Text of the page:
The following commentary is based on a longer research article by the author published by the Heritage Foundation.
The U.S. State Department claims that at least two Iranian military-controlled facilities have researched chemical agents with incapacitating effects, and Iranian research papers cite the potential military uses of Pharmaceutical-Based Agents. PBAs include, among others, the synthetic opioid fentanyl and the more powerful carfentanil.
These powerful opioids could be used to incapacitate or kill those who ingest, inhale, or absorb it through the skin—even in minute dosages, according to the U.S. Center for Disease Control (CDC).
While PBAs have legitimate purposes in civilian medicine and veterinary science, its use beyond those areas is of great concern—and could violate the Chemical Weapons Convention (CWC).
Using PBAs for military or paramilitary purposes wouldn’t be unprecedented: Russian security services allegedly used a fentanyl variant in its attempt to liberate 800 hostages held by Chechen terrorists at Moscow’s Dubrovka Theater in 2002.
Pumping fentanyl-type gas into the theater to incapacitate the seemingly well-armed terrorists led to the death of some 120 theater-going hostages, apparently from exposure to the powerful opioid.
Chemical weapons, such as PBAs and others, in the hand of the Iranian regime is reason for significant concern. Indeed, Tehran could decide to develop and use PBAs for both internal and external security purposes.
Iran signed and ratified the CWC in 1997. But the U.S. government claims that Iran is in violation of the CWC for several reasons, including that Tehran has an undeclared chemical weapons program.
Specifically, Iran has not disclosed to the Organization for the Prohibition of Chemical Weapons (OPCW)—the implementing body of the CWC—its transfer of chemical weapons to Libya in the 1980s, and has not submitted a comprehensive declaration of its chemical weapons facilities nor declared its holdings of riot-control agents (RCAs).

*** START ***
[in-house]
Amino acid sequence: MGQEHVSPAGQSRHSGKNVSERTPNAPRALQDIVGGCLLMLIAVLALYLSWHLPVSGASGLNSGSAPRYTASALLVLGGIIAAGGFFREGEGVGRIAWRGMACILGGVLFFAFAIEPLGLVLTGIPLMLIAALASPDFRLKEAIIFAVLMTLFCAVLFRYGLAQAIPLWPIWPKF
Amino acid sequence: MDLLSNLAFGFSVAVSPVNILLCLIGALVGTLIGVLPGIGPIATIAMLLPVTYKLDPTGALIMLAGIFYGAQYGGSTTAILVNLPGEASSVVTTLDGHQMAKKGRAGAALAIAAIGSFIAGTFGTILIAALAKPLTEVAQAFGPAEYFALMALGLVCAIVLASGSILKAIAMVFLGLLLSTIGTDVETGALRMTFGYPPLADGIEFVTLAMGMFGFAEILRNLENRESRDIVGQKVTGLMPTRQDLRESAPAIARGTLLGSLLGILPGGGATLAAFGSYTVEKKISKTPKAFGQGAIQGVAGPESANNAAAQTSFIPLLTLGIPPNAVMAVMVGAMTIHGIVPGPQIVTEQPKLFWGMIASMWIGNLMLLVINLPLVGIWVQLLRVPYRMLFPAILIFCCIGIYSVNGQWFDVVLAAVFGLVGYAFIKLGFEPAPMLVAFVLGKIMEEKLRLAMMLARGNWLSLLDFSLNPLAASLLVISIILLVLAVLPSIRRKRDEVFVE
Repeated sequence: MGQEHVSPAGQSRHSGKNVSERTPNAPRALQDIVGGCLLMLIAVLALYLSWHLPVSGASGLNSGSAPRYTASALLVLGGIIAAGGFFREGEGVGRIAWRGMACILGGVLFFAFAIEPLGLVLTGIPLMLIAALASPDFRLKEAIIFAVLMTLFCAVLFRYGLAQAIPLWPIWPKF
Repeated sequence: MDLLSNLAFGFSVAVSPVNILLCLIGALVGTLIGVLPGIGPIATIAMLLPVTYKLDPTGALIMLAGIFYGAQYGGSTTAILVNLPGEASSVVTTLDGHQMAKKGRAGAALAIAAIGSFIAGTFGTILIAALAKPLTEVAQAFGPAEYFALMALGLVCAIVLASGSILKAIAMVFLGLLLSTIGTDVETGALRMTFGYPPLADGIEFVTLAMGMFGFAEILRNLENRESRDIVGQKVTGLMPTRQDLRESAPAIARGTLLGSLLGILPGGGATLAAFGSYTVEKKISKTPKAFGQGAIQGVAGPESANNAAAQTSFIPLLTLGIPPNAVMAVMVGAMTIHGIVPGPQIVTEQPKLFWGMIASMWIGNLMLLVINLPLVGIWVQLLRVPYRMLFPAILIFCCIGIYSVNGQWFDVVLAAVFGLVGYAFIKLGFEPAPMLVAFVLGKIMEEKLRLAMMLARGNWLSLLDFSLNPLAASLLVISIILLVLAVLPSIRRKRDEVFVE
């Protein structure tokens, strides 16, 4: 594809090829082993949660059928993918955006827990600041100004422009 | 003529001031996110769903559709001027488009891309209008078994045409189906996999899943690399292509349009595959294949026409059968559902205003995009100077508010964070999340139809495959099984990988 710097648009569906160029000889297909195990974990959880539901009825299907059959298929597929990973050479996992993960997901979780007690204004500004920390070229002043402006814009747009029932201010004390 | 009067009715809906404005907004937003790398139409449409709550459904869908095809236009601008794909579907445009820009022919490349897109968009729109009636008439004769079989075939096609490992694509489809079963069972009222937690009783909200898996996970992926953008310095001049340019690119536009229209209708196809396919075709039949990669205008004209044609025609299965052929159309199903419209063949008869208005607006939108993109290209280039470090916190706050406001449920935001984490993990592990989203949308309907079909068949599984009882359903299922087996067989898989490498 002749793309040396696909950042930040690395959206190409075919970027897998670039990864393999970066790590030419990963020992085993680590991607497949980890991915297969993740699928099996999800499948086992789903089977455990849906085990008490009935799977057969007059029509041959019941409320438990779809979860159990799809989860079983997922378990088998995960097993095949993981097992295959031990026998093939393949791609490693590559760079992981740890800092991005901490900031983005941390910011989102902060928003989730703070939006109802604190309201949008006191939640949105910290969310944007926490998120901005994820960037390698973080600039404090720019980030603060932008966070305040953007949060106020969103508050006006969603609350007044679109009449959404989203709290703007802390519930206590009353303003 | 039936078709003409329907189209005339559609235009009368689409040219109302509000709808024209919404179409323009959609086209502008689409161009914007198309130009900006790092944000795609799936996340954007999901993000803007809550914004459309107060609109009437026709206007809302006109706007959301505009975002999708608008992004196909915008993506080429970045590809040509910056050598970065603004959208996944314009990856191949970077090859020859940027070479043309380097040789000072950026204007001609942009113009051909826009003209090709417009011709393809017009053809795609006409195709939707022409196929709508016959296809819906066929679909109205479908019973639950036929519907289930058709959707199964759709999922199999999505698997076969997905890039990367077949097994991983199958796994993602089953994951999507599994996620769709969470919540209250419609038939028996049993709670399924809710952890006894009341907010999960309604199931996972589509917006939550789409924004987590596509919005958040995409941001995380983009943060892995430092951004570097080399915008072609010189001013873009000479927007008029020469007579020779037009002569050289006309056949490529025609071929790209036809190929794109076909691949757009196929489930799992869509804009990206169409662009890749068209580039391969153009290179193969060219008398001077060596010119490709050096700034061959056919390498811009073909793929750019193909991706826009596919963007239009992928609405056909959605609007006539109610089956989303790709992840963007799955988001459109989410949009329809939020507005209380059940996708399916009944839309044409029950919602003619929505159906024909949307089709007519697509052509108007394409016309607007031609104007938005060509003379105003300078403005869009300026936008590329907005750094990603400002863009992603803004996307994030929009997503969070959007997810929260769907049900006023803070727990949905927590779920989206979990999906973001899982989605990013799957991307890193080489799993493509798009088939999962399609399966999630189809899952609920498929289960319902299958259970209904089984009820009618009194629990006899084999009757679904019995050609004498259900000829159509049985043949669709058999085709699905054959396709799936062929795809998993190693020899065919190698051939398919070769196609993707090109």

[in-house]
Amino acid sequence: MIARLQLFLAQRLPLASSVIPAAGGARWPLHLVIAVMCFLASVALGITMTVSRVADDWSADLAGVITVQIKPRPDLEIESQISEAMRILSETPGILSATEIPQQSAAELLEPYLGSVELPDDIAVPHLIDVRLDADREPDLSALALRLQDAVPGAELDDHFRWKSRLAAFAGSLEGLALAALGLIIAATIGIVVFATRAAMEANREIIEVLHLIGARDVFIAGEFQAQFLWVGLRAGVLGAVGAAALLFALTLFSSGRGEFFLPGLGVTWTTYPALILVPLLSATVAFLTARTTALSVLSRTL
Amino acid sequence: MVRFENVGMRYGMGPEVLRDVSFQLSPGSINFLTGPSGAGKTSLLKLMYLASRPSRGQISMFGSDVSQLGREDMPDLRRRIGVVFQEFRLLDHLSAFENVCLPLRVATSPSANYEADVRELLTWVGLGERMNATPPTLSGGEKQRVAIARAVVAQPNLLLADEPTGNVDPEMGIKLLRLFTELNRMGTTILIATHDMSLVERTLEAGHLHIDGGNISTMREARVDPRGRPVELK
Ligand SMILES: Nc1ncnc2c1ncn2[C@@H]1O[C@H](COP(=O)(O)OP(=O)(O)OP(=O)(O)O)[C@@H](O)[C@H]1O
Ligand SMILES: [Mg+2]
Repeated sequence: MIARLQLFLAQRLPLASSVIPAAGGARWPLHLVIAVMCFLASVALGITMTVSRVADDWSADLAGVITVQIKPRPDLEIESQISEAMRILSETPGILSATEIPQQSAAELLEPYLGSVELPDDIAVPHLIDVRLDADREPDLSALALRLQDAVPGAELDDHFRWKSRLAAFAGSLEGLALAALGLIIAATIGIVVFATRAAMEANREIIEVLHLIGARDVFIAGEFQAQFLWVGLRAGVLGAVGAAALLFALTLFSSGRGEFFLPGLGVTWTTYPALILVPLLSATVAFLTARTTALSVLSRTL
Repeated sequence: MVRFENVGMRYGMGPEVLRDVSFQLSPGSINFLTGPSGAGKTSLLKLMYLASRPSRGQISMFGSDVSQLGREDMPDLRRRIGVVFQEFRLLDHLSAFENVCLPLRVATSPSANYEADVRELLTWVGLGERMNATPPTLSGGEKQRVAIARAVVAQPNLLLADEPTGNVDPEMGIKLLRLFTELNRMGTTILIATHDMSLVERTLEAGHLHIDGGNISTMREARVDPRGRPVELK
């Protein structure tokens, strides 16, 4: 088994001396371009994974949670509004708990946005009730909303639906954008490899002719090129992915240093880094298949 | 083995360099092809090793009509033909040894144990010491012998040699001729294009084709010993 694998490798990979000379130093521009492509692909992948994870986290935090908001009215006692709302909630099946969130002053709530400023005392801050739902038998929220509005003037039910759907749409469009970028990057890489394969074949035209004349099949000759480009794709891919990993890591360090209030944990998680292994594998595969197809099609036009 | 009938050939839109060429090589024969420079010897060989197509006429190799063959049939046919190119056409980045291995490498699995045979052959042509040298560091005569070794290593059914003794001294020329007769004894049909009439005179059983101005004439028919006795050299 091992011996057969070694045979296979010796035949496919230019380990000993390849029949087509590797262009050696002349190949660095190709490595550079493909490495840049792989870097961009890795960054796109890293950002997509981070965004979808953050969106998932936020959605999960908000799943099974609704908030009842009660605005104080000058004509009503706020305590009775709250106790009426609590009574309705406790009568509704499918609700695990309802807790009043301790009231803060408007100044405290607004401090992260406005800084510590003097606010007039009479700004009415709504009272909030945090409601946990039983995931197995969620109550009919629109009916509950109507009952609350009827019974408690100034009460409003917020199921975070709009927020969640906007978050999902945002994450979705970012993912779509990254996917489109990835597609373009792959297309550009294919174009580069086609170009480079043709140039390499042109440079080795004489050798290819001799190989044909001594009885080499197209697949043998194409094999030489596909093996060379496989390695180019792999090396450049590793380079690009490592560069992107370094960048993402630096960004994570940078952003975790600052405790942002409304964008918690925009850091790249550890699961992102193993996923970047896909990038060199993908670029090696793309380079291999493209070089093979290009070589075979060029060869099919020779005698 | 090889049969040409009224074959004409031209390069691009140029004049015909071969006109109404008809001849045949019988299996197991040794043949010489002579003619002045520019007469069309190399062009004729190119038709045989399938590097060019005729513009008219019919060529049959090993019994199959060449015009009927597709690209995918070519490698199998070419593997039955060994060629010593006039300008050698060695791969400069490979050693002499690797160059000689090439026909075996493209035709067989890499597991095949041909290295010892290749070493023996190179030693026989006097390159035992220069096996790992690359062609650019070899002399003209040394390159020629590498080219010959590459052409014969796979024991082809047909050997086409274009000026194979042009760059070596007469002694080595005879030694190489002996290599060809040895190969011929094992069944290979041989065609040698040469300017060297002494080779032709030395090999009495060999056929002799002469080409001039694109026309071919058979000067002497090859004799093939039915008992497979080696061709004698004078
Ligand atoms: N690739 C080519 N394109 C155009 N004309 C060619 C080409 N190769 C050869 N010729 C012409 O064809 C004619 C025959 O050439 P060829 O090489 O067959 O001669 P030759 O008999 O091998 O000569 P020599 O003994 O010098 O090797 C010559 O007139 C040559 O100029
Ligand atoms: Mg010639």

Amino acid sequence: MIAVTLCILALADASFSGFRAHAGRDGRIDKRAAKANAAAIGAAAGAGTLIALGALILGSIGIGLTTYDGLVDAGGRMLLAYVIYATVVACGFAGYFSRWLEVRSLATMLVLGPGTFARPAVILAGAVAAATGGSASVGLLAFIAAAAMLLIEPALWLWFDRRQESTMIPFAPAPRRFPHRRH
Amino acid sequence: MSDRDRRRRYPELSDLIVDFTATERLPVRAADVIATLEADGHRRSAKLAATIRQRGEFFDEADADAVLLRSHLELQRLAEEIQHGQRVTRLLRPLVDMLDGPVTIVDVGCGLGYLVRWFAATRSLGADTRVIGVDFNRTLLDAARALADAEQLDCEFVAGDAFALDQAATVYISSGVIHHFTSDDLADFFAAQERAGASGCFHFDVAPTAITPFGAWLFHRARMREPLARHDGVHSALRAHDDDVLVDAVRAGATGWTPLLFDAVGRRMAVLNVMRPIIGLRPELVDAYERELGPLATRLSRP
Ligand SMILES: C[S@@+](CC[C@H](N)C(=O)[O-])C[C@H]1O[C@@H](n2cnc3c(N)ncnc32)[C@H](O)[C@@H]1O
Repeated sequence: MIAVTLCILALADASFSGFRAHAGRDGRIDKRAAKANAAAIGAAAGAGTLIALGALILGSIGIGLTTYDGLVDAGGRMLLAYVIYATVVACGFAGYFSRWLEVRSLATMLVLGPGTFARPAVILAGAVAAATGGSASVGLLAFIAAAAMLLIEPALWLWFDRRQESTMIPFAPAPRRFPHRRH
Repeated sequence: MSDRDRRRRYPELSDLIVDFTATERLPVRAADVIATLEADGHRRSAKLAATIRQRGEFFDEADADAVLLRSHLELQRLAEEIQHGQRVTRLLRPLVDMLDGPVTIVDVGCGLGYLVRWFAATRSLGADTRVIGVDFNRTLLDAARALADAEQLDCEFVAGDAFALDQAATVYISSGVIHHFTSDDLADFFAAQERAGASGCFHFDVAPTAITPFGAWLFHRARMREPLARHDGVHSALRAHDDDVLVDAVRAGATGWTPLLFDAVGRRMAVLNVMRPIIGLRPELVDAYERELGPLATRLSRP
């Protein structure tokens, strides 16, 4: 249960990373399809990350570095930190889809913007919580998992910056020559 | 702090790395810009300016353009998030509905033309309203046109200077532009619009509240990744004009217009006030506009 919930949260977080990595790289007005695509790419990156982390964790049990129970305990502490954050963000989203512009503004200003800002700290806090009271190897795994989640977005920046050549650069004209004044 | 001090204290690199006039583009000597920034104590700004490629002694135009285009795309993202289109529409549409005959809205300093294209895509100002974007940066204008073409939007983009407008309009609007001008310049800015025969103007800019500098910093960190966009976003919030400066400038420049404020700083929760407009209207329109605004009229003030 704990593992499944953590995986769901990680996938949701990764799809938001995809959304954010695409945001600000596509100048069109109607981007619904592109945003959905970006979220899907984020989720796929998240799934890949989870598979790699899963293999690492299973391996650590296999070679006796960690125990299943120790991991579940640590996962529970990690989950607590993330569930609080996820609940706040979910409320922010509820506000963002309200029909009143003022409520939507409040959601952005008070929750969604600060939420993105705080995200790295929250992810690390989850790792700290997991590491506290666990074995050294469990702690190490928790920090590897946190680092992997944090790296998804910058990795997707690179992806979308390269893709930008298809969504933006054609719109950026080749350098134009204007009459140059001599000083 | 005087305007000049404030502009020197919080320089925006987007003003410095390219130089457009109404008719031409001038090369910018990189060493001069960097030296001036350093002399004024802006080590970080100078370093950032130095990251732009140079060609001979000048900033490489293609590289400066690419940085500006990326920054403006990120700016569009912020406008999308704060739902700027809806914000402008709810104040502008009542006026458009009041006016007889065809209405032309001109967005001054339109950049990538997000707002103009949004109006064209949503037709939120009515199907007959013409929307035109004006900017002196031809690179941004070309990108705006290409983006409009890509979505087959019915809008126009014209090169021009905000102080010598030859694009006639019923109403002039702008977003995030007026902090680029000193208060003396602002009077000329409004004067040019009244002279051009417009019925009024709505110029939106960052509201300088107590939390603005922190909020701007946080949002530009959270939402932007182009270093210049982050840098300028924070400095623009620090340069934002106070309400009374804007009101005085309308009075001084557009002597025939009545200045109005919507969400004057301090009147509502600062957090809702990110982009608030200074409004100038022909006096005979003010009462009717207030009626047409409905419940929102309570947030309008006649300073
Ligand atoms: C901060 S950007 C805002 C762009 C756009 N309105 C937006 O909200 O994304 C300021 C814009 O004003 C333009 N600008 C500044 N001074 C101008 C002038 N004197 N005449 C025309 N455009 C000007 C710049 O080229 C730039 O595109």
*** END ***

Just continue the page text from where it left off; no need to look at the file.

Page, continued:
Domestically, Tehran could use CNS-acting agents to deadly effects against those who resist, or demonstrate against, controversial regime policies, although no such cases have been reported before.
Chemical weapons could also be used in Iran’s international adventurism; unfortunately, it wouldn’t be the first time. As is well-known, both Tehran and Damascus have used chemical weapons against adversaries.
Might Iran assist the Syrian regime with using new types of chemicals in the civil war there that has already witnessed Damascus using these horrific weapons against regime opponents?
While of lower probability, Iran could also supply its proxy, the Houthi rebels, with chemical weapons for use against its opposition in Yemen’s civil war. It might also provide PBAs or other chemical weapons to Iran-backed popular mobilization units in Iraq.
Equally concerning are Iran’s ties to terrorism. Indeed, Iran has been on the U.S. State Department’s State Sponsor of Terrorism list since 1984. Today, Washington considers Tehran to be the world’s most active state sponsor of terrorism.
Iran’s ties to foreign terrorist organizations, such as Hamas and Hezbollah, are well known. The idea of either of these two terror groups possessing Iranian-supplied chemical weapons is tremendously worrisome.
Tehran’s violation of the Nuclear Non-Proliferation Treaty with its secret nuclear program has been established; now Tehran appears to once again be violating an international agreement it agreed to uphold: the CWC.
Considering concerns about Tehran’s threats to international security, the international community must pressure Tehran to comply with the CWC, preventing Iran and or its partners from developing or using chemical weapons at home or abroad.